Assault on the Colonies
While the Colonial fleet is engaged with the Raider horde, the Imperious Leader attacks the Twelve Colonies with three basestars. The attack begins with strafing runs by fighters on planetary defences and civilian targets, followed up by assaults by basestars deep within each planet's atmosphere. Cylon Centurions disembark and begin rounding up surviving humans for extermination. However, the small task force assigned to subjugate the Colonies fails to prevent approximately 220 civilian ships from escaping various unoccupied spaceports.
With the great majority of humanity destroyed, Commander Adama decides to use the Galactica to protect the small civilian fleet and escort them out of the combat zone, into safety. He announces a decision to lead the fleet to Earth, a mythical Thirteenth Tribe of humans lost to history. Unfortunately for the fleet, they are unable to properly refuel during their escape, and food supplies become heavily contaminated by radiation. So they are forced to set course for the planet Carillon, which has a substantial tylium mining operation, past the stellar Nova of Madagon. In a bold move, the fleet follows Captain Apollo's proposal of crossing a heavily mined section of space as a shortcut, which is cleared beforehand by Captain Apollo himself and two of his closest friends, fellow Colonial warriors Lt. Starbuck and Lt. Boomer.
The Planet Carillon's surprisingly abundant fuel, food, and recreational facilities turn out to be a trap arranged by the Cylons and their insectoid Ovion allies, from which the refugee fleet barely manages to escape and elude pursuit — destroying both Carillon and the Imperious Leader's Basestar.
Baltar is brought in chains before the Cylon Imperious Leader. He is enraged that the Cylons reneged on the deal they had made with him about sparing his colony from destruction, and allowing Baltar to install himself as dictator. The Imperious Leader explains to Baltar that he has missed the entire point of the war. ALL humans must be destroyed. He thanks Baltar for his assistance in wiping out most of the human race, and, in the feature film, the Imperious Leader has Baltar decapitated on the spot by a Centurion. In this same scene during the TV series, the scene was slightly reshot and dialogue changed so that the new Imperious Leader explains that his predecessor had been programmed at a time when the Cylon Empire was far less tolerant of humans, but now that the Cylon Empire is omnipotent, they can afford to be more generous in their attitude towards such races. He spares Baltar's life, and places a Basestar entirely under Baltar's command. Baltar is then instructed by the Imperious Leader to "serve your people," and explain to them the change in Cylon policy dealing with humans. Baltar is then introduced by the Imperious Leader to his second in command, the IL Series Cylon, Lucifer.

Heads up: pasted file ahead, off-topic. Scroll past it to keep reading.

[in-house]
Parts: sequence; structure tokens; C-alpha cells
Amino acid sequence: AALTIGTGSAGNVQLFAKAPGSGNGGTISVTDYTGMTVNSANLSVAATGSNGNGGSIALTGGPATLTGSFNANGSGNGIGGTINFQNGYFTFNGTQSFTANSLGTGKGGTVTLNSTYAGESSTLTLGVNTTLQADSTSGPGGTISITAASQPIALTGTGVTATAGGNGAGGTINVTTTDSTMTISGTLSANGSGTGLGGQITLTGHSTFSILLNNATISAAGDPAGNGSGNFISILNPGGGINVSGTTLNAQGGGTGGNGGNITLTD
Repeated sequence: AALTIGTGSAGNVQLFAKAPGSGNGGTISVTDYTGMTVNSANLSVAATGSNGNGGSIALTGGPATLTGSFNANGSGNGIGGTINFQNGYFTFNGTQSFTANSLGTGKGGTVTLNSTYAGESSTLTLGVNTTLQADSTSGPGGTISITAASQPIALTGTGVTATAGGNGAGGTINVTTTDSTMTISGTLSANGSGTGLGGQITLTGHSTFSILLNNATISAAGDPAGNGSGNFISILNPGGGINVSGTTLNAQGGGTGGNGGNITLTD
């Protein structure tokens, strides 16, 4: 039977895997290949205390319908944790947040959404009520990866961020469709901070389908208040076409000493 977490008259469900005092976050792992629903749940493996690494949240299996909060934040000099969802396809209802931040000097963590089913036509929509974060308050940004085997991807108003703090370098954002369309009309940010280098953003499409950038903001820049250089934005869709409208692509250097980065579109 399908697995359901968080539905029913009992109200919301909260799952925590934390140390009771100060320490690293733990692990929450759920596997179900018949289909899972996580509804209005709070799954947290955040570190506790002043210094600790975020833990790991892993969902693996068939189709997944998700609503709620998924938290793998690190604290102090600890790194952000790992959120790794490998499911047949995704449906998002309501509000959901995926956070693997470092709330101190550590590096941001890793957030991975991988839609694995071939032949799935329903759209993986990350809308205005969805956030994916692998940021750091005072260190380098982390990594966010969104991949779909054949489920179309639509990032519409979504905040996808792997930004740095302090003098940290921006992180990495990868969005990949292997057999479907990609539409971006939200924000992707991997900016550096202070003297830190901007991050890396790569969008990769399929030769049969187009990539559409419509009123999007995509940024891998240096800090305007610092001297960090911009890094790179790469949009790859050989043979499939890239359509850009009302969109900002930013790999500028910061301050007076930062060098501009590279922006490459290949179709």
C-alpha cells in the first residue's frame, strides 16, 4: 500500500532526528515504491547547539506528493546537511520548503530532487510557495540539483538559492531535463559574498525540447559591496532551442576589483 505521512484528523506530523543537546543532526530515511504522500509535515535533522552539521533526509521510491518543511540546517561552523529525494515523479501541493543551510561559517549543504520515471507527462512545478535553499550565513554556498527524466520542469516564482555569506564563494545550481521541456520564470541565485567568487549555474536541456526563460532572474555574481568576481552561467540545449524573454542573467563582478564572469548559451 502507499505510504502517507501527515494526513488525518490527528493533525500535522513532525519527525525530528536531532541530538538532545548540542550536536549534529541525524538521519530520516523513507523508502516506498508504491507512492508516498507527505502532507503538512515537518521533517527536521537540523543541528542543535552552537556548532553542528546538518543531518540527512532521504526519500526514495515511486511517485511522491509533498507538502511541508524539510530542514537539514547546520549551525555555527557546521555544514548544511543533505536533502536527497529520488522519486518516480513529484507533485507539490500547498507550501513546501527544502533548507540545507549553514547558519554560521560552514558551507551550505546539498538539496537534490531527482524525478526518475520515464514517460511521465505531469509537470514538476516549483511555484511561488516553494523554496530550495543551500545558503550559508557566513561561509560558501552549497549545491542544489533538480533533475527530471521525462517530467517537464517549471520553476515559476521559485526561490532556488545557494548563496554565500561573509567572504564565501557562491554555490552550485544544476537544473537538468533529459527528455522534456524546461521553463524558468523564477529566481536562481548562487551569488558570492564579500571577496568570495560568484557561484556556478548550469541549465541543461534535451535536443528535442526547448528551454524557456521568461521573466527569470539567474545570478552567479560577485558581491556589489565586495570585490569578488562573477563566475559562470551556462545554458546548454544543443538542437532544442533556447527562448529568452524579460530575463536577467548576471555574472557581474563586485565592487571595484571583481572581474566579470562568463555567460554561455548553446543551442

The Reimagined Series (2003)
During the First Cylon War, the mechanical Cylons and Humans fought to a draw. An armistice was signed and the two sides drew a border between Colonial (Human) space and Cylon space. The Cylons withdrew into their own territory to form their own society, and generally avoided any contact with Humans for the next four decades. At the edge of Human space, an Armistice Station was built to allow Humans and Cylons to meet for diplomatic relations. Each year the Humans sent an officer; the Cylons sent no one—until 40 years after the war ended, when the Cylons suddenly reappeared at Armistice Station with no warning. But now they no longer resembled machines; instead they looked exactly like ordinary Humans. The Cylons destroyed the Armistice Station, thus beginning their final assault on the Twelve Colonies and Humanity.